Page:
IWPDF 2019 1st International Workshop on Plasticity, Damage and Fracture of Engineering Materials, Ankara, Türkiye, 22 - 23 Ağustos 2019, ss.1
Rubbery polymers are widely used in, e.g., the automotive, the aeronautical and
space industry. Rubbery polymers consist of network of long polymer chains responsible for
the elastic response and a secondary free chains superimposed to the elastic network in terms
of entanglements leading to the rate-dependent viscoelastic response. The fracture toughness
of rubbery polymers is a rate-dependent phenomenon which manifests itself in the sense of
monotonically increasing fracture toughness with rising crack velocity under tearing tests .
In order to communicate the above-mentioned phenomena, the ground state elasticity, in the
current study, is accounted by the eight-chain model of Arruda & Boyce , whereas the
superimposed viscous effects are incorporated into the model in terms of a number of
Maxwell elements . For the evolution of the viscous deformations, a new relaxation
kinetics is introduced without the multiplicative split of the deformation gradient, thereby
capturing the shear and volumetric creep deformations. As a novel aspect, local phase field
approach similar to damage mechanics formulation governs the failure of the superimposed
chains, while the degradation of the elastic network is governed by a rate-dependent phasefield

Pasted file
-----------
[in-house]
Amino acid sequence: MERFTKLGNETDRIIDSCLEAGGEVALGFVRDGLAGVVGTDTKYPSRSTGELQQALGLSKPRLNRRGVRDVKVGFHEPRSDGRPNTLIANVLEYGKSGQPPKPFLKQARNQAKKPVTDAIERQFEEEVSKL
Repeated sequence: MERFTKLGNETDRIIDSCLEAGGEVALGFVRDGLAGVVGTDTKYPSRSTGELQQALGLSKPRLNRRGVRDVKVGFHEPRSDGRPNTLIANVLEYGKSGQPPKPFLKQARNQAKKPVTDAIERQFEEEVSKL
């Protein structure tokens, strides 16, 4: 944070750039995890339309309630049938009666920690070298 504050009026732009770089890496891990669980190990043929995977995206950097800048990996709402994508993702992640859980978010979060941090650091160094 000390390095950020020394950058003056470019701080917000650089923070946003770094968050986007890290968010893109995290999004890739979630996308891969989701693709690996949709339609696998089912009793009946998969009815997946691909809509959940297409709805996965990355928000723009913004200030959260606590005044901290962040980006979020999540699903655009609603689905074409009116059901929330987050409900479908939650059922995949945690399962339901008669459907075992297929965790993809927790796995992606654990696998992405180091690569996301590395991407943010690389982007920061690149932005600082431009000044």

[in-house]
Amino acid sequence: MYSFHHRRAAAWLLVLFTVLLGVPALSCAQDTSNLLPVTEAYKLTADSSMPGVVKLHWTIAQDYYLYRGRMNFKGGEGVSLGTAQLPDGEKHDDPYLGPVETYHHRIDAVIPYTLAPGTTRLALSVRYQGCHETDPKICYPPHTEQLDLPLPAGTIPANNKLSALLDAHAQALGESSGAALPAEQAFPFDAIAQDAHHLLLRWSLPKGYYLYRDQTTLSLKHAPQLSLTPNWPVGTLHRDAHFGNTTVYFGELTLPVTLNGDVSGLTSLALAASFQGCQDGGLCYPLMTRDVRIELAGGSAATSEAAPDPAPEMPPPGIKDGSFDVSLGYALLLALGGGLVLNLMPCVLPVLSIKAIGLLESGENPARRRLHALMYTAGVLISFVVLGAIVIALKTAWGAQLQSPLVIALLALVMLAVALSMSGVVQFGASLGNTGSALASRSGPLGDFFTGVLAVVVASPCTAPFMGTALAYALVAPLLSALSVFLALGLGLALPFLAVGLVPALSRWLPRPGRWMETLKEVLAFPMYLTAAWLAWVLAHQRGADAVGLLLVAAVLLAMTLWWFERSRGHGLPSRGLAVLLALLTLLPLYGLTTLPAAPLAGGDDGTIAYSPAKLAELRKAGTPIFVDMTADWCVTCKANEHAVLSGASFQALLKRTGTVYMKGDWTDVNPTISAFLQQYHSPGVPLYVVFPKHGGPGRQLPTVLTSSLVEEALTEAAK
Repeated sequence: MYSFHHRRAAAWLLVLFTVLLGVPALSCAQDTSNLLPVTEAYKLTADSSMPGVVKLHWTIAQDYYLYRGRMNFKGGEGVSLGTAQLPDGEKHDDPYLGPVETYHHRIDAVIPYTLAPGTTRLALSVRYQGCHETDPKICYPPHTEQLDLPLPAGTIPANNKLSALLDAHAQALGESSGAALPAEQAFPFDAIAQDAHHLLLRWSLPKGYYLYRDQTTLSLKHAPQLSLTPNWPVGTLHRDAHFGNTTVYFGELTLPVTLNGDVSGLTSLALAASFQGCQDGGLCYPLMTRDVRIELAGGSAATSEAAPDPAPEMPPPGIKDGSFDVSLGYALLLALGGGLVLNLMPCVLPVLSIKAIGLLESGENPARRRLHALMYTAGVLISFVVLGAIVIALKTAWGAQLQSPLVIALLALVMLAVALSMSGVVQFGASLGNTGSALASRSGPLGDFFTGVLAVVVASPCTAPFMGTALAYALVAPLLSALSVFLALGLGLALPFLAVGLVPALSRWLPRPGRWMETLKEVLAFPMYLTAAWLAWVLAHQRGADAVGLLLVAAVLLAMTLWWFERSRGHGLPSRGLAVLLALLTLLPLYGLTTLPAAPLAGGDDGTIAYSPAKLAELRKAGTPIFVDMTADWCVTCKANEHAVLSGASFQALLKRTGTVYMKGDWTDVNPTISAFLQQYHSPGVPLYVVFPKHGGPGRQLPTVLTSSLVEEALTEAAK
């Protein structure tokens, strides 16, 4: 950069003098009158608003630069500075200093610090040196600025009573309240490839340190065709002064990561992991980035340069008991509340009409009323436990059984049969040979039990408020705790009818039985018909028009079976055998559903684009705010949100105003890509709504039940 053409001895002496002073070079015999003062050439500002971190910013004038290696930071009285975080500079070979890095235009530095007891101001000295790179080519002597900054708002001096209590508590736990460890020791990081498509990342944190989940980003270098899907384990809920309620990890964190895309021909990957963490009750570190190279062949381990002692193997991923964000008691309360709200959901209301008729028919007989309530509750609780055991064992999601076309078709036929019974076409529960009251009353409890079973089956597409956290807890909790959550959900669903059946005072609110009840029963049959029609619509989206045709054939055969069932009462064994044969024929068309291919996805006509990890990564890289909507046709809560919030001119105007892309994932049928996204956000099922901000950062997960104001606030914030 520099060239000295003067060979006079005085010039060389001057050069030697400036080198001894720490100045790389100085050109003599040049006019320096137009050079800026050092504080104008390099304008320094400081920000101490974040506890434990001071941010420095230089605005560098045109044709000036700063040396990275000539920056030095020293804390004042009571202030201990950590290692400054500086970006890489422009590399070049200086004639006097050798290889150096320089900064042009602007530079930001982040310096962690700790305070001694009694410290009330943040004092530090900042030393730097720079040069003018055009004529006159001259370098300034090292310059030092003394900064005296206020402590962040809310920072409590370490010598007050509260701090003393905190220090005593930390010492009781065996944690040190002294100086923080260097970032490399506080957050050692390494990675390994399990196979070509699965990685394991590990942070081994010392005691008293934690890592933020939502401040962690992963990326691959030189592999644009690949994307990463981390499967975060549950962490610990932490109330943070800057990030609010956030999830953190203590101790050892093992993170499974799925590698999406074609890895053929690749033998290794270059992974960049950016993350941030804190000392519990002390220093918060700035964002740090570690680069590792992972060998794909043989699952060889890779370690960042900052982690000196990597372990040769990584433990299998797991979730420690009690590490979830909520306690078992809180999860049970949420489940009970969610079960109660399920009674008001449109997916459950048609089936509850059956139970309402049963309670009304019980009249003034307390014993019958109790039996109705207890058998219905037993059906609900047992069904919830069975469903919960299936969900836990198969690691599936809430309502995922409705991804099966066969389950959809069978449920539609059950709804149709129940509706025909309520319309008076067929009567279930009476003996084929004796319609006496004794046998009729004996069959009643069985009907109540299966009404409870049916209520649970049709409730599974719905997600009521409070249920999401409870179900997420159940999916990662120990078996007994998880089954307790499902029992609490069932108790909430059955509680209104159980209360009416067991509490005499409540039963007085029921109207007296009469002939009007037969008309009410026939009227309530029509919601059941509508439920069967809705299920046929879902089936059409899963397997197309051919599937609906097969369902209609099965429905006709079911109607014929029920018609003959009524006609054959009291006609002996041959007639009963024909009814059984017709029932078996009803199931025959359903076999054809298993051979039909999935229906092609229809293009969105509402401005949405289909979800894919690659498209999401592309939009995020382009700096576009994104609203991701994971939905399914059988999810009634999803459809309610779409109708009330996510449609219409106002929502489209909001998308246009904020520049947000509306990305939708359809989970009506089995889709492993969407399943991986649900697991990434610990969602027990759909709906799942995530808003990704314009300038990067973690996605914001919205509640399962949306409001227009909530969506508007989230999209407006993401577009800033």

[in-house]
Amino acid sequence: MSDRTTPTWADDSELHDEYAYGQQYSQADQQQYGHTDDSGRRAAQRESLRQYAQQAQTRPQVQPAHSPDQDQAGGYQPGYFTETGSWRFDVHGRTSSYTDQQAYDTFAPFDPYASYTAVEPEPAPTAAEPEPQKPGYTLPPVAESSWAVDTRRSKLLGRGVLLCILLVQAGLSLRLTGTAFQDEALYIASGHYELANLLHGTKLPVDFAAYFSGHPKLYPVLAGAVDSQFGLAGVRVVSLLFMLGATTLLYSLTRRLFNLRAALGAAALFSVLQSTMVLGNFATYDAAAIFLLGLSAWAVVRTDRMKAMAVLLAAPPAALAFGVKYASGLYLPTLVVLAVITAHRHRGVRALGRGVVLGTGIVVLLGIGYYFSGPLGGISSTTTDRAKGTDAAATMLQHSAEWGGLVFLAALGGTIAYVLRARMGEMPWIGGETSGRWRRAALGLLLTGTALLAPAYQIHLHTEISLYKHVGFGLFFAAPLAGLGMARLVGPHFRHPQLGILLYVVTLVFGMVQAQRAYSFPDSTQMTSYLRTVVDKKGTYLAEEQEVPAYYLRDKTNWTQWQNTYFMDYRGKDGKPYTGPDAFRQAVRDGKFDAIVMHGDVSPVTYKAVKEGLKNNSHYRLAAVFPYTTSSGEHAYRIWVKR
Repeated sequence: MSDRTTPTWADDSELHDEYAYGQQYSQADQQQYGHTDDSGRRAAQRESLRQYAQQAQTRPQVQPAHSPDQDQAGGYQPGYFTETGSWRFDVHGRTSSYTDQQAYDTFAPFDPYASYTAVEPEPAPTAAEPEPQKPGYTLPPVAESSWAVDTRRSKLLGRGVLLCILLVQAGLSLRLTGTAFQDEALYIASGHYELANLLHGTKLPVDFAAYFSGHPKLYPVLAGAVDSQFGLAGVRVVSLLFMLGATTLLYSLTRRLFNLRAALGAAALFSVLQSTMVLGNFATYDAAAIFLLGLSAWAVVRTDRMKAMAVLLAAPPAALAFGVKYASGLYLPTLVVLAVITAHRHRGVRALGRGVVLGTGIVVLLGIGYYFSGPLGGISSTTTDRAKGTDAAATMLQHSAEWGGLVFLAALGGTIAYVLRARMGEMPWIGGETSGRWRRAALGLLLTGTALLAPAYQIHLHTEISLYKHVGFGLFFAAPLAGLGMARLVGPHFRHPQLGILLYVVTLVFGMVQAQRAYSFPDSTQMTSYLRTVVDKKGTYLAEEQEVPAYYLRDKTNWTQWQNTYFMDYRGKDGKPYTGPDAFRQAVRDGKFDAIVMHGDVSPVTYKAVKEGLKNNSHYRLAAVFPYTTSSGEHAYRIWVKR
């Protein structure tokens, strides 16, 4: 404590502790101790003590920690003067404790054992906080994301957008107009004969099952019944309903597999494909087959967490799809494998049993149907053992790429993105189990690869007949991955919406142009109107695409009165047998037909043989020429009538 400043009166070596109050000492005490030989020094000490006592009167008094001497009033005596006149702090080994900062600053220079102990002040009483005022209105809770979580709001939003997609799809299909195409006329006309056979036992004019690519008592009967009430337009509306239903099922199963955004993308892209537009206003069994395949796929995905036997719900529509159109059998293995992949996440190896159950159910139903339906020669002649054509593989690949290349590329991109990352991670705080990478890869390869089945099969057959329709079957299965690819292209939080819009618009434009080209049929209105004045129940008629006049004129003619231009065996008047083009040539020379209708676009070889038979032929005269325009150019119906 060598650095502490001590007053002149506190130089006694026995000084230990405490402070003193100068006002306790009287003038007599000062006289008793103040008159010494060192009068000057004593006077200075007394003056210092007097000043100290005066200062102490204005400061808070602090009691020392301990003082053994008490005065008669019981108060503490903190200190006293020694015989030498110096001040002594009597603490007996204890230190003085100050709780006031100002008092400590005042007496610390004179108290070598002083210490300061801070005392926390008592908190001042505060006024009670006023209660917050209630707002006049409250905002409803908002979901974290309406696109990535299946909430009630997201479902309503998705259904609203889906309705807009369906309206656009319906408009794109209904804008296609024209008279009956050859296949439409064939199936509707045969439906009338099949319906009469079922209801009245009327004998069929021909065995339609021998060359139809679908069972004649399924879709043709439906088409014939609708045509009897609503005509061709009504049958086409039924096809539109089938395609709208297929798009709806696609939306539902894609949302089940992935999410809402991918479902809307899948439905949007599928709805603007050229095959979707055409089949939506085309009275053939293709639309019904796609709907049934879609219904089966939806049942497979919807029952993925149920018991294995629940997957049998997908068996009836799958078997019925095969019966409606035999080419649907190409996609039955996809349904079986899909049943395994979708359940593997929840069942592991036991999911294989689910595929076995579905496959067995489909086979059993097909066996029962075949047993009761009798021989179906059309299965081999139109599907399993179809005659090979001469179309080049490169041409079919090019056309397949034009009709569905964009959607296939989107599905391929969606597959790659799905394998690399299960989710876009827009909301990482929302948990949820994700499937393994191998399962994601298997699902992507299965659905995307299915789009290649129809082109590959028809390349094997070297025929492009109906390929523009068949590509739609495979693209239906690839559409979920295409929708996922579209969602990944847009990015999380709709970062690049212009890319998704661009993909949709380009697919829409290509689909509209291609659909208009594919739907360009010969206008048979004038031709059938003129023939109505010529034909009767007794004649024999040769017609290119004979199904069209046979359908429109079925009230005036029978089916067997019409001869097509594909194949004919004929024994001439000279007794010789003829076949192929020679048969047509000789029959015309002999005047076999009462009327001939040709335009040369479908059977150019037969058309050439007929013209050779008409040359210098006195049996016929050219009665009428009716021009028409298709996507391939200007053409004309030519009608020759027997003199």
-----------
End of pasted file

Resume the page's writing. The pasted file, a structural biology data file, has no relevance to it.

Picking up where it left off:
approach [4,5]. The model parameters are fitted to extant experimental data from the
literature. We, afterwards, demonstrate qualitative results of the proposed model by means of
representative numerical examples.
1. H. Dal and M. Kaliske (2009). A micro-continuum-mechanical material model for failure of
rubber-like materials: Application to aging induced fracturing, J. Mech. Phys. Solids, Vol. 57,
2. E. M. Arruda. and M.C. Boyce (1993). A three-dimensional model for the large stretch
behavior of rubber elastic materials. J. Mech. Phys. Solids, 41(2), pp. 389–412.
3. H. Dal and M. Kaliske (2009). Bergström-Boyce model for nonlinear finite rubber
viscoelasticity: Theoretical aspects and algorithmic treatment for FE method. Comp. Mech.,
4. L. Schänzel, H. Dal and C. Miehe (2013) On the micromechanically-based approaches to
failure in polymers, Proc. Appl. Math. Mech., Vol. 13, pp. 557–560.
5. L. Schänzel , H. Dal, and C. Miehe (2013). Phase-field modeling of fracture in rubbery
polymers, Const. Models for Rubber VIII, Taylor & Francis Group, London, pp. 335–341